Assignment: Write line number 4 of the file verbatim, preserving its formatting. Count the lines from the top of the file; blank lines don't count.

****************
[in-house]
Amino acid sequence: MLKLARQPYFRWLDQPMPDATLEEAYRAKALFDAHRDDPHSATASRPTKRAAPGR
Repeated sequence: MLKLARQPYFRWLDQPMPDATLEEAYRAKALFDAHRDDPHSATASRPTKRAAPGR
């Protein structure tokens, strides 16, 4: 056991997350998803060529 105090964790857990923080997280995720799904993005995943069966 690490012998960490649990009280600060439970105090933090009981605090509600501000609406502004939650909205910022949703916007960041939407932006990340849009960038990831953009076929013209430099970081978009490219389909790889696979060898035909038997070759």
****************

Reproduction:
């Protein structure tokens, strides 16, 4: 056991997350998803060529 105090964790857990923080997280995720799904993005995943069966 690490012998960490649990009280600060439970105090933090009981605090509600501000609406502004939650909205910022949703916007960041939407932006990340849009960038990831953009076929013209430099970081978009490219389909790889696979060898035909038997070759």